On the plate, not in the bin: 10 tips for food rescue
If you save food, you’re not only doing something good for the environment, but also protecting your wallet. Here are some simple tips to help you waste less food and make a sustainable change.
You forgot the yoghurt at the back of the fridge and find that it’s gone mouldy. Or you wouldn't buy the lettuce in the supermarket as it had a wilted leaf. You’re unsure about the products in your fridge that are about to go out of date, and just don’t know what to make with them.
Sound familiar? You’re not alone. Many people have had the same experience, as have I. We are aware of this issue and want to make a change, but achieving it isn’t so easy. Don’t give up! At the end of this article, I will tell you which tips and gadgets helped me to reduce food waste.
Why is so much food thrown away?
There are many reasons for food waste. Although we, as end consumers, are largely to blame for food waste, food is discarded at various stages of the entire value chain. Here is an overview of where and why this happens:
The best-before date is the most common reason for disposing of food
It seems that many people still consider the best-before date (BBD) to be an expiry date. At 58%, the BBD is the most common reason for throwing food away.(2) But what does the BBD actually tell us? The BBD is the manufacturer’s way of guaranteeing that a product will retain its specific characteristics (e.g. smell, taste and nutritional value) until the given date. This includes the precondition that the product has not been opened and has been stored properly. How to store the product can be found on the label. If stored correctly, products can often be enjoyed even beyond the BBD. In addition, many manufacturers err “on the side of caution” and specify an early BBD.(3)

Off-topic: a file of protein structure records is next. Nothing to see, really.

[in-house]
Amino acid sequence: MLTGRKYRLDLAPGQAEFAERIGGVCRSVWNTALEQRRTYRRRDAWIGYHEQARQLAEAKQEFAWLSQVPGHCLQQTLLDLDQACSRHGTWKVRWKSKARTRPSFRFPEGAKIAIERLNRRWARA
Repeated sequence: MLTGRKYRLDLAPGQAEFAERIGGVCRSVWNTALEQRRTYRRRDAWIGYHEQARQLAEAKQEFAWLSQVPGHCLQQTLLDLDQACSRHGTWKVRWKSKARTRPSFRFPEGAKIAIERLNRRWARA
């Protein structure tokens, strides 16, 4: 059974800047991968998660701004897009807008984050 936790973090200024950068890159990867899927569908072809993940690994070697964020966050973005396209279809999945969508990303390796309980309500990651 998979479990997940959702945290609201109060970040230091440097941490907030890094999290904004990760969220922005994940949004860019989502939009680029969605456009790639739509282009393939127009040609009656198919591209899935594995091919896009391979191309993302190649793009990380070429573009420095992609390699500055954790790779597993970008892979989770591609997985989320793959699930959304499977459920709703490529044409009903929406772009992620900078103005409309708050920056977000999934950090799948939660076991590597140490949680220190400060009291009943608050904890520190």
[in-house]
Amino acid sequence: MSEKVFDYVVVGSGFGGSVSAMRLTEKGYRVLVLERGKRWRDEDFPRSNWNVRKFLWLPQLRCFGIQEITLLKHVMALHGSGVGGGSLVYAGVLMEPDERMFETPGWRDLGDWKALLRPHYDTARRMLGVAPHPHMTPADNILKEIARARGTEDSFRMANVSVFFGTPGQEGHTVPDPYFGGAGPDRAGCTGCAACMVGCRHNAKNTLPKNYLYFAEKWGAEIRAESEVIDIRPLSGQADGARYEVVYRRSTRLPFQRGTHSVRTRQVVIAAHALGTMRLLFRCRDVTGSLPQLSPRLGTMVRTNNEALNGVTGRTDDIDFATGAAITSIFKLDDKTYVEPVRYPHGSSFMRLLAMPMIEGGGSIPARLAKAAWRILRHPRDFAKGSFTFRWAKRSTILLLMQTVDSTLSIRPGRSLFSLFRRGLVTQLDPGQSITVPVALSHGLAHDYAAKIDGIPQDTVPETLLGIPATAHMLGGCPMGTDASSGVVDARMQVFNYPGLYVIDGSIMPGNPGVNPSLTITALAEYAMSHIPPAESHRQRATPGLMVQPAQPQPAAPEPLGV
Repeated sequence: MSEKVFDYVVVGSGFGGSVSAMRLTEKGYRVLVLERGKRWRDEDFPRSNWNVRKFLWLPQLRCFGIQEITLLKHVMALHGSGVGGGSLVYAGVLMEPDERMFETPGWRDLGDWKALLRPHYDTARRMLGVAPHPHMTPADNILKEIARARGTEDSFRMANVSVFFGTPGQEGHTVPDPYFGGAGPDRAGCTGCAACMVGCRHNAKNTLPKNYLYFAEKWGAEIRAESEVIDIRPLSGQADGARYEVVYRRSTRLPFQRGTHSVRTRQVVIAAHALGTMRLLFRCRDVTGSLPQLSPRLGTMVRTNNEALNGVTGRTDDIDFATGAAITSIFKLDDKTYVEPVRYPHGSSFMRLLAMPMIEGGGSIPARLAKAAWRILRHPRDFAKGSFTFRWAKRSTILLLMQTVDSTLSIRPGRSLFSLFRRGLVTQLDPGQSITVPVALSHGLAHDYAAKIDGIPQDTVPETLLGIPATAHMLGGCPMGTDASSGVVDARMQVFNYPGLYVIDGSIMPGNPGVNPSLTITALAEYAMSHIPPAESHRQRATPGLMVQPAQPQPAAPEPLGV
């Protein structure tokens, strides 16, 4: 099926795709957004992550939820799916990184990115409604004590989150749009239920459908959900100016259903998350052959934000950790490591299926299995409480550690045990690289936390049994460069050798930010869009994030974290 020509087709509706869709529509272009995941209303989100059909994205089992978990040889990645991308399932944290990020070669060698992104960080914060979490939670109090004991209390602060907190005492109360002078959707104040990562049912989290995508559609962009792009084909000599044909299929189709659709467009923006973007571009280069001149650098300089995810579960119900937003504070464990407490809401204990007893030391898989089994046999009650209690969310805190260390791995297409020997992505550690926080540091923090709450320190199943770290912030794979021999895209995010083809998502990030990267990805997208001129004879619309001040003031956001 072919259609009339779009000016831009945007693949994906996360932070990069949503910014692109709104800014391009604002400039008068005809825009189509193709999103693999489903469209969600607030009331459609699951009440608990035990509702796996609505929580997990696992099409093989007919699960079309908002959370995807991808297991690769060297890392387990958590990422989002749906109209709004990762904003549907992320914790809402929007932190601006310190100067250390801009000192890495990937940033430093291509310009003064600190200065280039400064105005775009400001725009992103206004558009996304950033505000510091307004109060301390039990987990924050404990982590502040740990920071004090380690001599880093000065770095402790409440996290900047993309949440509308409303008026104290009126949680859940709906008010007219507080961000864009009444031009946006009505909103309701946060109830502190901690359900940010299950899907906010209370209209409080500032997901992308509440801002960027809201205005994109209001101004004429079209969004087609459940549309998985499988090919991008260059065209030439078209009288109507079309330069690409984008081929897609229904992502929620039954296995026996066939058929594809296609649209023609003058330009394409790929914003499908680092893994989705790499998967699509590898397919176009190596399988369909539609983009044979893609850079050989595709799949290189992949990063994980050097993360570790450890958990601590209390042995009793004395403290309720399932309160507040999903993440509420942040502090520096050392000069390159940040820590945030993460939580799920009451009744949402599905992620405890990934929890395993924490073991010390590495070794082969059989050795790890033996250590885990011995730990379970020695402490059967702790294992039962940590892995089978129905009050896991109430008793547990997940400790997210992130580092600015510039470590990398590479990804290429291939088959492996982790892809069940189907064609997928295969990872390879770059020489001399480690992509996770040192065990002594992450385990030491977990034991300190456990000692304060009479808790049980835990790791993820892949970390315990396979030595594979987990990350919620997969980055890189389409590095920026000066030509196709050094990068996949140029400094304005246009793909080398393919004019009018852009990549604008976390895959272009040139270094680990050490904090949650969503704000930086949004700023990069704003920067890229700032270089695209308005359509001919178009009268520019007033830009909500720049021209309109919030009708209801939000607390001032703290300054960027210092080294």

The following applies: Rely on your senses, just like you do with fresh produce. Look, smell and taste – everything as expected? Then tuck in, even after the BBD!
CAUTION! Use-by date
If a “use-by date” is given on a food label, the product must not be consumed after that date. This will constitute a health risk. The use-by date is prescribed for perishable foods such as minced meat or fresh fish and should not be confused with the BBD.(4)
Which foods most often end up in bin?
In Germany, fruit and vegetables are the products most commonly thrown away. This is followed by ready-prepared dishes, bread and baked goods. But other food groups, such as drinks, dairy products, convenience foods, as well as meat and fish, also land in the bin.